--language=en. This will pick any model that supports the language, regardless of country. The same thing happens if a particular language and country pair isn't found, it will log a warning and fall back to any country that supports the language. For example, if 'en_GB' is specified but only 'en_US' is present, 'en_US' will be used.
All of these models have been collected by Coqui, and contributed by organizations like Inclusive Technology for Marginalized Languages or individuals. All are using the conventions for Coqui's STT library, so custom models could potentially be used, but training and deployment of those is outside the scope of this document. The models themselves are provided under a variety of open source licenses, which can be inspected in their source folders (typically inside
spchcat writes any recognized text to the terminal, but it's designed to behave like a normal Unix command-line tool, so it can also be written to a file using indirection like this:
spchcat audio/8455-210777-0068.wav > /tmp/transcript.txt
If you then run
cat /tmp/transcript.txt (or open it in an editor) you should see `your power is sufficient i said'. You can also pipe the output to another command. Unfortunately you can't pipe audio into the tool from another executable, since pipes aren't designed for non-text data.
There is one subtle difference between writing to a file and to the terminal. The transcription itself can take some time to settle into a final form, especially when waiting for long words to finish, so when it's being run live in a terminal you'll often see the last couple of words change. This isn't useful when writing to a file, so instead the output is finalized before it's written. This can introduce a small delay when writing live microphone or system audio input.
Build from Source
It's possible to build all dependencies from source, but I recommending downloading binary versions of Coqui's STT, TensorFlow Lite, and KenLM libraries from github.com/coqui-ai/STT/releases/download/v1.1.0/native_client.tflite.Linux.tar.xz. Extract this to a folder, and then from inside a folder containing this repo run to build the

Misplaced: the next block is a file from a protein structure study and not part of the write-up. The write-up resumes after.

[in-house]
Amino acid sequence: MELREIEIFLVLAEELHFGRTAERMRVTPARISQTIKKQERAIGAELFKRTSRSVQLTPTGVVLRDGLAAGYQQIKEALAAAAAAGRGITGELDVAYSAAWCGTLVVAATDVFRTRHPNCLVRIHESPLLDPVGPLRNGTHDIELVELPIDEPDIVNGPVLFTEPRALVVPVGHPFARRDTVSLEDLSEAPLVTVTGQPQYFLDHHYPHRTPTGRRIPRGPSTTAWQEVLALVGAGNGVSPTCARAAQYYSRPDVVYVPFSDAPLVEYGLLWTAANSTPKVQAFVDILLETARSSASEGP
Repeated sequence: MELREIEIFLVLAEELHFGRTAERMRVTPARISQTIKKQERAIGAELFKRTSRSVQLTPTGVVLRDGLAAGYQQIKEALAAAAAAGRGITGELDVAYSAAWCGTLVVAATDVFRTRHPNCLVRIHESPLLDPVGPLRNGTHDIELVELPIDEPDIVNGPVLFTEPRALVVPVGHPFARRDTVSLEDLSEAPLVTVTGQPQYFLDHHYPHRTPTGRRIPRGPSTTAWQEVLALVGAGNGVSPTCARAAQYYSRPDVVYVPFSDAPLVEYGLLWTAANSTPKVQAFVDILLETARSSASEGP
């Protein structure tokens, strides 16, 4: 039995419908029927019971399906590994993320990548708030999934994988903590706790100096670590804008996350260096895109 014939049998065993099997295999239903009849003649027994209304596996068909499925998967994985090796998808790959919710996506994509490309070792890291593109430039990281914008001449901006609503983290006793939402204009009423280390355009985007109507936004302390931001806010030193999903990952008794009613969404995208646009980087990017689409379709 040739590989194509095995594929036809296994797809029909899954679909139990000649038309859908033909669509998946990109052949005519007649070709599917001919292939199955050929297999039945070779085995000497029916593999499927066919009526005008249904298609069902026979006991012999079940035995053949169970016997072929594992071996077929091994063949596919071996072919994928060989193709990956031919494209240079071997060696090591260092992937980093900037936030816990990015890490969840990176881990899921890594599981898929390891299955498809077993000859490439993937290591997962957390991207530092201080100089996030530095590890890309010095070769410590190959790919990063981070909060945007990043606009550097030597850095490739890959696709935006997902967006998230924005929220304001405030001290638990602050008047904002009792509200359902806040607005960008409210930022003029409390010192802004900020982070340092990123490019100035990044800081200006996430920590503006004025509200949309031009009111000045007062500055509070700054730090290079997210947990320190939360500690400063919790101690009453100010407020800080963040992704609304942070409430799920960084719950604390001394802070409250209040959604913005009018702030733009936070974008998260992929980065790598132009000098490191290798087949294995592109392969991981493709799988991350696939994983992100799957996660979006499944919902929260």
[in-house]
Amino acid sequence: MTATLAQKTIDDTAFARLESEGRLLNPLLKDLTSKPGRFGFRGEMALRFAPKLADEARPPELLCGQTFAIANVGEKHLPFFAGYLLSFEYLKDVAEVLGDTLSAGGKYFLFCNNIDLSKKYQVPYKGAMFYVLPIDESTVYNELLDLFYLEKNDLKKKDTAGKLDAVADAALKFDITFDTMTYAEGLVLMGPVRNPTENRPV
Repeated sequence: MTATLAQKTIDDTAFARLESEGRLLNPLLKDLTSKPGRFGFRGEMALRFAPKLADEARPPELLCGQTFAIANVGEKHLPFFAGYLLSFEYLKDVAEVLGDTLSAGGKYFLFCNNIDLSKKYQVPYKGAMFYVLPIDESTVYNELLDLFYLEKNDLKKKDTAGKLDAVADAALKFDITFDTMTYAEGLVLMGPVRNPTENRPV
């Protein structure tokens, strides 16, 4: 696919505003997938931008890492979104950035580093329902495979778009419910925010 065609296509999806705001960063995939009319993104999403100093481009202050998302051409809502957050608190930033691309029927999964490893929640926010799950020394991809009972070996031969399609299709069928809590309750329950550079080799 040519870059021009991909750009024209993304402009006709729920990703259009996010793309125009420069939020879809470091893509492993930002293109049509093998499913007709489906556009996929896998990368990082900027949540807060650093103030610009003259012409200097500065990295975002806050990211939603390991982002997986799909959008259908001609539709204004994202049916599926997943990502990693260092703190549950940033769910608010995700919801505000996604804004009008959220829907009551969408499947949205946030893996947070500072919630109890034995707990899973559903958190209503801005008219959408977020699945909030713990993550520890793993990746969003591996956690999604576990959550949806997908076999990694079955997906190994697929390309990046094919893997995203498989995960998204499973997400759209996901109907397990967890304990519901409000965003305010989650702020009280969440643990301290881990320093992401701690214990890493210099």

spchcat tool itself:
make spchcat LINK_PATH_STT=-L../STT_download
You should replace
../STT_download with the path to the Coqui library folder. After this you should see a
spchcat executable binary in the repo folder. Because it relies on shared libraries, you'll need to specify a path to these too using
LD_LIBRARY_PATH unless you have copies in system folders.
The previous step only built the executable binary itself, but for the complete tool you also need data files for each language. If you have the
gh GitHub command line tool you can run the
download_models.py script to fetch Coqui's releases into the
build/models folder in your local repo. You can then run your locally-built tool against these models using the
LD_LIBRARY_PATH=../STT_download ./spchcat --languages_dir=build/models/
After you have the tool built and the model data downloaded,
create_deb_package.sh will attempt to package them into a Debian installer archive. It will take several minutes to run, and the result ends up in
There's a notebook at notebooks/build.pynb that runs through all the build steps needed to downloaded dependencies, data, build the executable, and create the final package. These steps are run inside an Ubuntu 18.04 Docker image to create the binaries that are released.
sudo docker run -it -v`pwd`:/spchcat ubuntu:bionic bash
Tool code written by Pete Warden, email@example.com, heavily based on Coqui's STT example. It's a pretty thin wrapper on top of Coqui's speech to text library, so the Coqui team should get credit for their amazing work. Also relies on TensorFlow, KenLM, data from Mozilla's Common Voice project, and all the contributors to Coqui's model zoo.
Tool code is licensed under the Mozilla Public License Version 2.0, see LICENSE in this folder.
All other libraries and model data are released under their own licenses, see the relevant folders for more details.